Wake Up Call for Corporate Leaders

Lex Suvanto is Global Managing Director, Financial Communications & Capital Markets and David Carey is Senior Content Advisor at Edelman This post is based on an Edelman memorandum by Mr. Suvanto, Mr. Carey, Laurie Hays, and Josh Hochberg. Related research from the Program on Corporate Governance includes The Agency Problems of Institutional Investors by Lucian Bebchuk, Alma Cohen, and Scott Hirst (discussed on the Forum here).

What it takes for public companies to pass muster with major investors is changing. Until recently, a laser-like focus on maximizing shareholder returns was singularly paramount. No longer.

A new set of guiding principles, initially set forth in an August statement from the Business Roundtable and reinforced in our survey findings, is gaining acceptance.

Today, stock performance and financial returns are increasingly joined by a new set of investment criteria for leading institutional investors. To measure up, most investors agree, companies must address the needs of a wide range of stakeholders and must implement effective environmental, social-impact and governance (ESG) practices.

These are among the main findings of the new Edelman Trust Barometer Special Report: Institutional Investors. The study, in its third year, surveyed more than 600 institutional investors in six countries managing over $9 trillion in assets.

The report sheds light on pivotal issues shaping major financial institutions’ investment choices, as well as what drives investor trust in companies.

Here are ten insights from this new study:

  1. Investors agree that a multi-stakeholder commitment is essential. 84 percent of investor respondents agree that maximizing shareholder returns can no longer be the primary goal of the corporation, and that business leaders must commit to balancing the needs of shareholders with those of employees, local communities, customers, partners and suppliers.
  2. Overemphasizing shareholder returns can lead to multi-stakeholder activism. 71 percent said that companies will make themselves responsible for employee or consumer activism if they overemphasize shareholder returns at the expense of other stakeholders. Three-quarters say that companies with employee activism are less attractive investments.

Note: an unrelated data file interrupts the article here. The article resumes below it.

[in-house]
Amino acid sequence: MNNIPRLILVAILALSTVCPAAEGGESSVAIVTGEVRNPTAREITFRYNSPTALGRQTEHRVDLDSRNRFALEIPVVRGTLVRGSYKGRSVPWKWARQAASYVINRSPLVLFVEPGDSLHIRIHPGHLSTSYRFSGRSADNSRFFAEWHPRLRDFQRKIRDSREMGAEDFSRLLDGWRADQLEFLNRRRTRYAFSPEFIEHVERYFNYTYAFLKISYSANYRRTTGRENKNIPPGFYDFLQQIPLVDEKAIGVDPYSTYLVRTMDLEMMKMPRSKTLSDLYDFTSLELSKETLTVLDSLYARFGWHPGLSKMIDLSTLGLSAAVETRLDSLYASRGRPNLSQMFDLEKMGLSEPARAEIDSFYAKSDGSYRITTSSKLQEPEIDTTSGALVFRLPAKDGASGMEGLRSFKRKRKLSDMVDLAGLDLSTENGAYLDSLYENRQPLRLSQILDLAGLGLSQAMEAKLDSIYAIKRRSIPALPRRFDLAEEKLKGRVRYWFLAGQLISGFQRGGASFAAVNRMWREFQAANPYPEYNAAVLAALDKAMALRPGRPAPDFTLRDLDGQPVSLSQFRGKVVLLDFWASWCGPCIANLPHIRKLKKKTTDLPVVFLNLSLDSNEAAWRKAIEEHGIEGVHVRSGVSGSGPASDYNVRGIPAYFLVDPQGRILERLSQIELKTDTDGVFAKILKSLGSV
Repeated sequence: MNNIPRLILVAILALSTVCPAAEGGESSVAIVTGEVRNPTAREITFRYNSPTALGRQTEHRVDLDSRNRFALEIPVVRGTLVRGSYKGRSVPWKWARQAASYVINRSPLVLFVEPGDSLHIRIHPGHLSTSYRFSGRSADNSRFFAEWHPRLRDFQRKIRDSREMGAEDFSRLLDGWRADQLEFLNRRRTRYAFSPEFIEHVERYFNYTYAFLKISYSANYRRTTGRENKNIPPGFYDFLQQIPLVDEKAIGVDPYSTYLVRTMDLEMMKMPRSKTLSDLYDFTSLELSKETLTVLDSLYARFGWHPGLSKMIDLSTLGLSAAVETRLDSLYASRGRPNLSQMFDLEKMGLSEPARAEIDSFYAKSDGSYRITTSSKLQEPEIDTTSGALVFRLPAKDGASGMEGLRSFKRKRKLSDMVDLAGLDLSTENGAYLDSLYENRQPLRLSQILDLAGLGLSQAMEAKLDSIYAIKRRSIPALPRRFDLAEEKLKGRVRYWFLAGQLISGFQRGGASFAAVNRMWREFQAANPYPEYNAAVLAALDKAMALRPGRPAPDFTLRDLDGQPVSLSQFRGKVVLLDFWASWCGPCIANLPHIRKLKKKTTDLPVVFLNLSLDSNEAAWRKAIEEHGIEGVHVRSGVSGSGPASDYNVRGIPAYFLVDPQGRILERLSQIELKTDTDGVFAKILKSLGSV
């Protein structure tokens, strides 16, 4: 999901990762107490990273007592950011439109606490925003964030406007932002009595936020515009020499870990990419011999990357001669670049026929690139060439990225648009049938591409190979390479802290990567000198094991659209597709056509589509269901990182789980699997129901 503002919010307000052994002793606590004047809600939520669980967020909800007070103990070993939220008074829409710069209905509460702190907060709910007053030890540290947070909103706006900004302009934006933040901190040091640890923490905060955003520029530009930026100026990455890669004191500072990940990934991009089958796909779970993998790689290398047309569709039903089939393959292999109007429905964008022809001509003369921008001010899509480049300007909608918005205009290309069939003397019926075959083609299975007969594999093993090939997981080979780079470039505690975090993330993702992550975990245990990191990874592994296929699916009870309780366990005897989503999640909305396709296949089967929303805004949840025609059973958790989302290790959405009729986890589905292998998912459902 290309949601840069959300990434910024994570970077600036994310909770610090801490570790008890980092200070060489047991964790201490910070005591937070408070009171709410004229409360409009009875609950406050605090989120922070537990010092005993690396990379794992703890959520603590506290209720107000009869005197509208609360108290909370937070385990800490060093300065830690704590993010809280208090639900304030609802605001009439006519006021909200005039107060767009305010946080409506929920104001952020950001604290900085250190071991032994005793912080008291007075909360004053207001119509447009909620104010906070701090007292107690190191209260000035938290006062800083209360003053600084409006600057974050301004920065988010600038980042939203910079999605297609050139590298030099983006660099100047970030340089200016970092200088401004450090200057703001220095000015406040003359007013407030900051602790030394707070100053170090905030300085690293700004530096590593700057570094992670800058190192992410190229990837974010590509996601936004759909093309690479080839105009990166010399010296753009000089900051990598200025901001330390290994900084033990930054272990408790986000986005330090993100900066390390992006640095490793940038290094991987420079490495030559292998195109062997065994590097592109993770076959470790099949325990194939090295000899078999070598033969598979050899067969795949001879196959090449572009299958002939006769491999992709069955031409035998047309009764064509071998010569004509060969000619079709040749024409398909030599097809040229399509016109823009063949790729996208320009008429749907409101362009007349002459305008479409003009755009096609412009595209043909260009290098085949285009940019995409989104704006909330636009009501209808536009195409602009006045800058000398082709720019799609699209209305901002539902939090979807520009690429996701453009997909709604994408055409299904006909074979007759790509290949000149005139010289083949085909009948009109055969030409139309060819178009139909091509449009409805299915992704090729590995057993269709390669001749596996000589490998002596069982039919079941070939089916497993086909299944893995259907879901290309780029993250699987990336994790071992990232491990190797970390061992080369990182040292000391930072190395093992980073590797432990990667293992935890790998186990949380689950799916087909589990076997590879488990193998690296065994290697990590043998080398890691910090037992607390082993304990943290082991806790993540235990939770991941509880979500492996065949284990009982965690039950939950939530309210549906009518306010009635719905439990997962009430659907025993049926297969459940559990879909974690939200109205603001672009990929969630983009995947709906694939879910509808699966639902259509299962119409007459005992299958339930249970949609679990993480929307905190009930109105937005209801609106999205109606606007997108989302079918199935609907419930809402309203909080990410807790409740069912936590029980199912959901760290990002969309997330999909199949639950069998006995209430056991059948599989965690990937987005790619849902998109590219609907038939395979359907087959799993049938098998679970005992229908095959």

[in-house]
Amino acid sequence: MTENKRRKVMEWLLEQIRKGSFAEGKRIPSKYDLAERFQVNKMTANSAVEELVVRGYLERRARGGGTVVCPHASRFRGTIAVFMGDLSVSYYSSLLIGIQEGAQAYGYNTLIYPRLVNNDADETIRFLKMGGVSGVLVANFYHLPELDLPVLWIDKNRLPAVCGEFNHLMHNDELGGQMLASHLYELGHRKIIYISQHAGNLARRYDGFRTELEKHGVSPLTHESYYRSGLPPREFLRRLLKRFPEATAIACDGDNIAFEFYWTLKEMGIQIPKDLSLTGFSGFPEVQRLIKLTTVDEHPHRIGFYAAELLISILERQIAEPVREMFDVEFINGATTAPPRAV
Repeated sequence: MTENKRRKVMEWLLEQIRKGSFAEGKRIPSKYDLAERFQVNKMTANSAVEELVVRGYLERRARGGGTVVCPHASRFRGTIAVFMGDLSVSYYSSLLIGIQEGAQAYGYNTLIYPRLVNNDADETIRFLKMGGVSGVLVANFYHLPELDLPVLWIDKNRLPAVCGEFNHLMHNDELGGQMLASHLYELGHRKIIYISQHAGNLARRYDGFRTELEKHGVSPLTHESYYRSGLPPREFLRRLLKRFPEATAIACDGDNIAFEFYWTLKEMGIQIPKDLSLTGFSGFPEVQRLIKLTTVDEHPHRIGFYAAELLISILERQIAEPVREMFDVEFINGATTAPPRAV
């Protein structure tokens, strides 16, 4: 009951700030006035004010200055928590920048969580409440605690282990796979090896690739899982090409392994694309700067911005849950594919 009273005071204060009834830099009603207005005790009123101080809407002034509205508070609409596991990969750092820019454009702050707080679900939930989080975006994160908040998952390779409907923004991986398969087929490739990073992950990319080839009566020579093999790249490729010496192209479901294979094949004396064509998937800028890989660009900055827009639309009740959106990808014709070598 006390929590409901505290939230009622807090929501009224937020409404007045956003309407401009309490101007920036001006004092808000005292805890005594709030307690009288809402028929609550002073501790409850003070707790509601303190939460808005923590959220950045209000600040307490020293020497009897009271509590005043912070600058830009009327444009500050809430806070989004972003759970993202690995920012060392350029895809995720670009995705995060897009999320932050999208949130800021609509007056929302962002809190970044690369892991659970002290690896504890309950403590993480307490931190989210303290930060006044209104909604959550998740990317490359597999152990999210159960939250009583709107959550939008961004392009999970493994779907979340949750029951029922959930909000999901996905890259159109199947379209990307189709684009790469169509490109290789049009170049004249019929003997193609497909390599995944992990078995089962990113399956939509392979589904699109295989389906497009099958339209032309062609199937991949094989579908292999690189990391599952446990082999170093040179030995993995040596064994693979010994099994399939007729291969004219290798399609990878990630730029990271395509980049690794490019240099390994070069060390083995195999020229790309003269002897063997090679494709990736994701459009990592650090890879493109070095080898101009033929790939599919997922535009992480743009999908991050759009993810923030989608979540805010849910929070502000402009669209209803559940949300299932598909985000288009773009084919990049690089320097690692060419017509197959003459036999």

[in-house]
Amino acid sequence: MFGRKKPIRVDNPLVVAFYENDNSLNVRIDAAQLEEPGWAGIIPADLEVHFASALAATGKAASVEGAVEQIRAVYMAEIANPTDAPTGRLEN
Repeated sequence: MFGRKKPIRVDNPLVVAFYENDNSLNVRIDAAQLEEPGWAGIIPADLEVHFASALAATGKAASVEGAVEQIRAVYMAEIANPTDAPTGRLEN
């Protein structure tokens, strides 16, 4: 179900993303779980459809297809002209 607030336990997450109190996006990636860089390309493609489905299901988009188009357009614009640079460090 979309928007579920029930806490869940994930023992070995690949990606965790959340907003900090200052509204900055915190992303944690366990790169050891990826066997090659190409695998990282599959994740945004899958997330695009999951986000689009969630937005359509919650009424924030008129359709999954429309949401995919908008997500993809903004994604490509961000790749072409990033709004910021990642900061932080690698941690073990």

3. Investors are investing more in ESG-excelling companies. 61 percent have increased their investment allocation to companies that excel when it comes to ESG factors, and more than half of investors believe that ESG practices positively impact trust.
  4. More than half of investment firms are hiring more staff for ESG. The growing primacy of non-financial priorities is having an impact on investment-industry hiring, with 56 percent of respondents saying their firms are adding staff to focus on ESG issues.
  5. Cybersecurity, employee health and eco-efficiency are top priorities for investors. 99 percent of respondents expect the Board of Directors (of the companies in which they invest) to oversee at least one ESG topic. Data privacy and cybersecurity, employee health and safety, and eco-efficiency of the company’s operations are the top priorities among other ESG topics in respondents’ plans to engage with the Board in the next 6 months.
  6. ESG has become a leading consideration in voting and engagement policies. 87 percent of respondents say their firms have changed their voting and/or engagement policies to be more attentive to ESG risks, and 86 percent would consider investing with a lower rate of return if it meant investing in a company that addresses sustainable or impact investing considerations.
  7. Investors associate ESG with financial performance. 58 percent of investors recognize a correlation between a company’s operating performance and level of ESG disclosure, and more than half believe ESG initiatives favorably impact a company’s growth and the ability to manage risk.
  8. C-suite compensation should be tied to ESG performance. 52 percent of investors say that linking executive compensation to progress in reaching ESG performance targets would improve their trust in a company.
  9. In the face of activism, Board engagement is as important as management engagement. 86 percent of investors must trust a company’s Board of Directors before making or recommending an investment. The chief ways firms are taking an activist approach are by actively seeking an audience with the Board of Directors and more frequently asking to meet with company’s management.
  10. Company and leadership social media content matters. 96 percent of investors use one or more social platforms on a weekly basis. When evaluating a current or prospective investment, 82 percent of investors consult the company’s social media channels and 79 percent of investors consult the social media channels of a company’s leaders.

Investors are increasingly drawing a straight line between corporate investments and societal value. ESG priorities are no longer optional. This should serve as a wake-up call for corporate leaders.

A new corporate Zeitgeist is emerging—one that promises to shape the economy and society for years to come.

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